• Spondyloarthritis (M07.2): This type is characterized by stiffness of the neck or the sacroiliac joint of the spine, but can also affect the hands and feet, in a similar fashion to symmetric arthritis.
  • Distal interphalangeal predominant (M07.0): This type of psoriatic arthritis is found in about 5% of patients, and is characterized by inflammation and stiffness in the joints nearest to the ends of the fingers and toes. Nail changes are often marked.

Treatments edit

The underlying process in psoriatic arthritis is inflammation; therefore, treatments are directed at reducing and controlling inflammation. The first-line initial treatment for most patients is a TNF inhibitor-type biological disease-modifying anti-rheumatic drug (DMARD).[11][5]

Biological DMARDs edit

Biologics (also called biological response modifiers) are a class of therapeutics developed using recombinant DNA technology. Biologic medications are derived from living cells cultured in a laboratory. Unlike traditional DMARDS that affect the entire immune system, biologics target specific parts of the immune system. They are given by injection or intravenous (IV) infusion.

Biologics prescribed for psoriatic arthritis are TNF-α inhibitors, including infliximab, etanercept, golimumab, certolizumab pegol and adalimumab, as well as the IL-12/IL-23 inhibitor ustekinumab,[3] the IL-17A inhibitor secukinumab,[12] and the IL-23 inhibitor risankizumab.

Biologics may increase the risk of minor and serious infections.[13] More rarely, they may be associated with nervous system disorders, blood disorders or certain types of cancer.[citation needed]

Nonsteroidal anti-inflammatory drugs edit

Typically the medications first prescribed for psoriatic arthritis are NSAIDs such as ibuprofen and naproxen, followed by more potent NSAIDs like diclofenac, indomethacin, and etodolac. NSAIDs can irritate the stomach and intestine, and long-term use can lead to gastrointestinal bleeding.[14][15] Coxibs (COX-2 inhibitors) e.g. celecoxib or etoricoxib, are associated with a statistically significant 50 to 66% relative risk reduction in gastrointestinal ulcers and bleeding complications compared to traditional NSAIDs, but carry an increased rate of cardiovascular events such as myocardial infarction (MI) or heart attack, and stroke.[16][17] Both COX-2 inhibitors and other non-selective NSAIDS have potential adverse effects that include damage to the kidneys.

Conventional synthetic disease-modifying antirheumatic drugs edit

Oral small molecules such as methotrexate, leflunomide, cyclosporin, azathioprine, and sulfasalazine are used in persistent symptomatic cases without exacerbation. Rather than just reducing pain and inflammation, this class of drugs helps slow down or halt the progression of the disease, and to therefore limit the amount of joint damage that occurs. Most DMARDs act slowly and may take weeks or even months to take full effect.[18] According to a recent Cochrane review, low dose oral methotrexate was slightly more effective than placebos.[19] Immunosuppressant drugs can also reduce psoriasis skin symptoms but can lead to liver and kidney problems and an increased risk of serious infection.[citation needed]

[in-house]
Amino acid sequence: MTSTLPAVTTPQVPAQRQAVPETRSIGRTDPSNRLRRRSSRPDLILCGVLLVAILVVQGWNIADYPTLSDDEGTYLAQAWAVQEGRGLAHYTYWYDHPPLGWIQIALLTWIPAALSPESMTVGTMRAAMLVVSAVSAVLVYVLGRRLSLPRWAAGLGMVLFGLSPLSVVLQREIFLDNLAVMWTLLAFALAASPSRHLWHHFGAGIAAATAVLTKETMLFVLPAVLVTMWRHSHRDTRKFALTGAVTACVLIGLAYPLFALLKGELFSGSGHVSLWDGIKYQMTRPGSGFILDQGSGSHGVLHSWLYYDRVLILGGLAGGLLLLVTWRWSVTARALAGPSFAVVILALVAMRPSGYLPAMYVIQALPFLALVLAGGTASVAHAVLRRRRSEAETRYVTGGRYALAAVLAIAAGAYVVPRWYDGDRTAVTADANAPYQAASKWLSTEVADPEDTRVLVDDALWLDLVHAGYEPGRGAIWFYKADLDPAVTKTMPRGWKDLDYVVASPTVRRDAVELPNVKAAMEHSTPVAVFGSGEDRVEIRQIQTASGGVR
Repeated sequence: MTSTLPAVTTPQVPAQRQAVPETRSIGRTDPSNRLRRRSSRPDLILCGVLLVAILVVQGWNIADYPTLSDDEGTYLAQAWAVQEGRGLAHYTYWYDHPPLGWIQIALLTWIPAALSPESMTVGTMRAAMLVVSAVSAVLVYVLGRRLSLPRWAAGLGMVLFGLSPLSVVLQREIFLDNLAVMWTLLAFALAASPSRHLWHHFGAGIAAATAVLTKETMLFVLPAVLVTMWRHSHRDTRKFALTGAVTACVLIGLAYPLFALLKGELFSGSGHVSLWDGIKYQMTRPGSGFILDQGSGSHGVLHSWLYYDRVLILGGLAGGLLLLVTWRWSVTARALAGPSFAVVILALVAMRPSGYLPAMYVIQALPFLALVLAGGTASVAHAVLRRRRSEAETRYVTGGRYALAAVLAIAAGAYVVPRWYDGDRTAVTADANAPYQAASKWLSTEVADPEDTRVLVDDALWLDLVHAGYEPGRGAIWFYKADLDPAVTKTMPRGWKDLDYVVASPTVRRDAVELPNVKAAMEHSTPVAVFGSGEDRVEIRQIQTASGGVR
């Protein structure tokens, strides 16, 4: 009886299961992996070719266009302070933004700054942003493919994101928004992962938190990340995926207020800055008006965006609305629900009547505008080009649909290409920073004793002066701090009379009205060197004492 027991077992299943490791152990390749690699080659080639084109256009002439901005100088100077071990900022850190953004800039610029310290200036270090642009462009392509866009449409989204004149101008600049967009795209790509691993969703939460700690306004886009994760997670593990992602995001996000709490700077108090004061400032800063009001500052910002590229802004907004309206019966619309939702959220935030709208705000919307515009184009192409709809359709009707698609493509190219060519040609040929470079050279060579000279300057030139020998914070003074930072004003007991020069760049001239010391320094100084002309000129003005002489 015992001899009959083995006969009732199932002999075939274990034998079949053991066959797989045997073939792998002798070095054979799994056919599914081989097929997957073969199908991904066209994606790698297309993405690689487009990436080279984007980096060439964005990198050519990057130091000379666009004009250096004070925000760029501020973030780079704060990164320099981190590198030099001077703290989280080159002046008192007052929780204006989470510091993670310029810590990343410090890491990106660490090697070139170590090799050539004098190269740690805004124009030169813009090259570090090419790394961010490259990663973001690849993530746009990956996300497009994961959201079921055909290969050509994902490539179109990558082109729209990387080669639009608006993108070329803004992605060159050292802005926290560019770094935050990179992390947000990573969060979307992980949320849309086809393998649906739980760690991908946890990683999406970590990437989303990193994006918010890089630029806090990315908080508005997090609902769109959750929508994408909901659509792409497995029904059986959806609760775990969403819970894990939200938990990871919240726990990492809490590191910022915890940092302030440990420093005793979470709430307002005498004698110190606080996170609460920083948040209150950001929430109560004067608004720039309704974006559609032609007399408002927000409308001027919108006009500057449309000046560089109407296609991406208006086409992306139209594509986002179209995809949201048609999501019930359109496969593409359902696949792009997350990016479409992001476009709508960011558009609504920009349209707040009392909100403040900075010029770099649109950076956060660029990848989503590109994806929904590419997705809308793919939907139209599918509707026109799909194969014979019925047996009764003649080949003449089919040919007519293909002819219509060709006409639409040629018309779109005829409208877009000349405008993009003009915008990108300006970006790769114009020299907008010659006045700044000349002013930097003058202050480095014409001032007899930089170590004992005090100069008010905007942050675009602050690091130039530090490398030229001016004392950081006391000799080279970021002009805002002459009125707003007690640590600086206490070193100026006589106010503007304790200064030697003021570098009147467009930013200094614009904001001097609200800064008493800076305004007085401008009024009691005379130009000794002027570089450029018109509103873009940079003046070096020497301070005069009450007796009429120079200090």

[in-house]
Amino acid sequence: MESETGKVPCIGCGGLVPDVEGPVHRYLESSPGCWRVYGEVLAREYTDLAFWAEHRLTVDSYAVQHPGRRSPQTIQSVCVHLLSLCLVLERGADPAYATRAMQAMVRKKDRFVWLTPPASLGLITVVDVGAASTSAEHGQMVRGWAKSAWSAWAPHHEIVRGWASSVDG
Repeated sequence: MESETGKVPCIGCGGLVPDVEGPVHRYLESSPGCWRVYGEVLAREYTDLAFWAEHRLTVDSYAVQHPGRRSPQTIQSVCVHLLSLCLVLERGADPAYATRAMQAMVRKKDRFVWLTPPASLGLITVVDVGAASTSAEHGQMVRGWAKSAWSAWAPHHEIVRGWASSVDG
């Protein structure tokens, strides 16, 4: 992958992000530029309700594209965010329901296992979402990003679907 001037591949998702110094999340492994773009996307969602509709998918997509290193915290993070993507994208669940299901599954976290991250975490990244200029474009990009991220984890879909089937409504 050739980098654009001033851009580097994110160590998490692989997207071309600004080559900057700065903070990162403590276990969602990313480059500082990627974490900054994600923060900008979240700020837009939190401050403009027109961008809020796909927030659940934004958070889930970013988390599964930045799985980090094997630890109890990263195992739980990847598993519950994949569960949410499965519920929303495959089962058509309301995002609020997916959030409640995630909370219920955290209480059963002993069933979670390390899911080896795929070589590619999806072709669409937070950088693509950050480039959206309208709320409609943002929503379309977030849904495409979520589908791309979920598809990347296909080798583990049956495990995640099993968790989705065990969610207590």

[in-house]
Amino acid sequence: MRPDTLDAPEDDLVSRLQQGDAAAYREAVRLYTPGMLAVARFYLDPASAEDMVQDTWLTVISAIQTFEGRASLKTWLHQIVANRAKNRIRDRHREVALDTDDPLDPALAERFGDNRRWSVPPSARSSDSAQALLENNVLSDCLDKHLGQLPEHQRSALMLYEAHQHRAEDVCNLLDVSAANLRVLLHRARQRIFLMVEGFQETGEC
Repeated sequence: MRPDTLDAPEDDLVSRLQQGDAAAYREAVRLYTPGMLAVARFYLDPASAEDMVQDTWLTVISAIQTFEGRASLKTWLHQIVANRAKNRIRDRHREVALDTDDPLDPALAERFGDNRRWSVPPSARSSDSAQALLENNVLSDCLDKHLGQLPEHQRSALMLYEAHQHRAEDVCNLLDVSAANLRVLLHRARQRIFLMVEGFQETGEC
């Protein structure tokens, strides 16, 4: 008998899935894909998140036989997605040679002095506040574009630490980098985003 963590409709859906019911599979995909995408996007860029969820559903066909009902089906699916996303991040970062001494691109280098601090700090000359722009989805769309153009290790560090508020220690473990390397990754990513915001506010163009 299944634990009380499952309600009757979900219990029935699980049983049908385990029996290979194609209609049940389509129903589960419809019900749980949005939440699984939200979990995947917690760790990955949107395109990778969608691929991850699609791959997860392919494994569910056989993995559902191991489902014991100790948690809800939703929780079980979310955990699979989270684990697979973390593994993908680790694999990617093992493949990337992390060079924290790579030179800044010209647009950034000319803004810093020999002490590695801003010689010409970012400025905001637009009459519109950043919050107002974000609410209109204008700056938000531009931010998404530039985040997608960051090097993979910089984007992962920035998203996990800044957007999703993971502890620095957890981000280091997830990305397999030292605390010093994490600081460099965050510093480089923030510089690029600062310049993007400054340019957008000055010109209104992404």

Phosphodiesterase-4 inhibitors edit

A first-in-class treatment option for the management of psoriatic arthritis is apremilast, a small molecule phosphodiesterase-4 inhibitor approved for use by the FDA in 2014. By inhibiting PDE4, an enzyme which breaks down cyclic adenosine monophosphate, cAMP levels rise, resulting in the down-regulation of various pro-inflammatory factors including TNF-α, interleukin 17 and interleukin 23, as well as the up-regulation of anti-inflammatory factor interleukin 10.

It is given in tablet form and taken by mouth. Side effects include headaches, back pain, nausea, diarrhea, fatigue, nasopharyngitis and upper respiratory tract infections, as well as depression and weight loss.

It was patented in 2014 and manufactured by Celgene. There is no current generic equivalent available on the market.

JAK inhibitors edit

The JAK1 inhibitors tofacitinib (Xeljanz) and upadacitinib (Rinvoq) are approved for the use in active psoriatic arthritis.[20] The TYK2 inhibitor deucravacitinib (Sotyktu), which has been approved for plaque psoriasis, is currently undergoing a Phase II clinical trial to evaluate the efficacy and safety on psoriatic arthritis. The Takeda TYK2 inhibitor TAK-279 recently demonstrated a 20% improvement in signs and symptoms of disease at week 12 as compared to placebo in a Phase II clinical trial.[21] Takeda also plans to initiate a Phase III clinical trial to evaluate the efficacy and safety of TAK-279.[22]

Other treatments edit

A review found tentative evidence of benefit of low level laser therapy and concluded that it could be considered for relief of pain and stiffness associated RA.[23]